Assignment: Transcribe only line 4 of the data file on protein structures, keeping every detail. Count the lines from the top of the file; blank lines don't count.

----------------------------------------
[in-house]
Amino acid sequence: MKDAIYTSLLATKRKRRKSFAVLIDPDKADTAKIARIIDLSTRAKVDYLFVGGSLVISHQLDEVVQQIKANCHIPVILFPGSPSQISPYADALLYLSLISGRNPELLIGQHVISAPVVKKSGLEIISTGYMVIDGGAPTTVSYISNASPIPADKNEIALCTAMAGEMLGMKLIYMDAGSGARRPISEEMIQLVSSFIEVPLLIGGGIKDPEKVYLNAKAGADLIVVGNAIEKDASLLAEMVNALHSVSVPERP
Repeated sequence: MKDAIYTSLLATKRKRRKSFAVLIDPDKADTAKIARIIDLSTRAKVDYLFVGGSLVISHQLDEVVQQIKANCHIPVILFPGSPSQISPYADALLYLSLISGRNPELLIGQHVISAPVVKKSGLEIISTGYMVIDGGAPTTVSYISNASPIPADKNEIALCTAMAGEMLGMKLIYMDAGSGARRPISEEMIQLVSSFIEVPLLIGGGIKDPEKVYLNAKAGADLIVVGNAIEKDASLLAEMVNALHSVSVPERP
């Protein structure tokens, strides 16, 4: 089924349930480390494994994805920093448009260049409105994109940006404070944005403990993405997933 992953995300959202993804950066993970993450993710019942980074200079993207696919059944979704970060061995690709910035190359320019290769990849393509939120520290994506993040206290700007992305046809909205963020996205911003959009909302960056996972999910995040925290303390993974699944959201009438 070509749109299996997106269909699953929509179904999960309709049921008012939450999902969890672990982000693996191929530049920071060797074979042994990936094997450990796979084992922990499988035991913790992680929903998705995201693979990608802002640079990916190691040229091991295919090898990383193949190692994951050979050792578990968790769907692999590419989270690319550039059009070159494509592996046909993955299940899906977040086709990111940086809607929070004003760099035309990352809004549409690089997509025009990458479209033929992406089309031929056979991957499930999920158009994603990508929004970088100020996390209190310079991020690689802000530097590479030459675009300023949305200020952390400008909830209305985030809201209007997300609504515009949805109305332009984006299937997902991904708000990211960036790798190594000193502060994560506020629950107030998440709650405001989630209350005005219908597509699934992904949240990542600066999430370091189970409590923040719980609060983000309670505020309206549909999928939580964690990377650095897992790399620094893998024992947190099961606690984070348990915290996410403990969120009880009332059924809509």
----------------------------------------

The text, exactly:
């Protein structure tokens, strides 16, 4: 089924349930480390494994994805920093448009260049409105994109940006404070944005403990993405997933 992953995300959202993804950066993970993450993710019942980074200079993207696919059944979704970060061995690709910035190359320019290769990849393509939120520290994506993040206290700007992305046809909205963020996205911003959009909302960056996972999910995040925290303390993974699944959201009438 070509749109299996997106269909699953929509179904999960309709049921008012939450999902969890672990982000693996191929530049920071060797074979042994990936094997450990796979084992922990499988035991913790992680929903998705995201693979990608802002640079990916190691040229091991295919090898990383193949190692994951050979050792578990968790769907692999590419989270690319550039059009070159494509592996046909993955299940899906977040086709990111940086809607929070004003760099035309990352809004549409690089997509025009990458479209033929992406089309031929056979991957499930999920158009994603990508929004970088100020996390209190310079991020690689802000530097590479030459675009300023949305200020952390400008909830209305985030809201209007997300609504515009949805109305332009984006299937997902991904708000990211960036790798190594000193502060994560506020629950107030998440709650405001989630209350005005219908597509699934992904949240990542600066999430370091189970409590923040719980609060983000309670505020309206549909999928939580964690990377650095897992790399620094893998024992947190099961606690984070348990915290996410403990969120009880009332059924809509």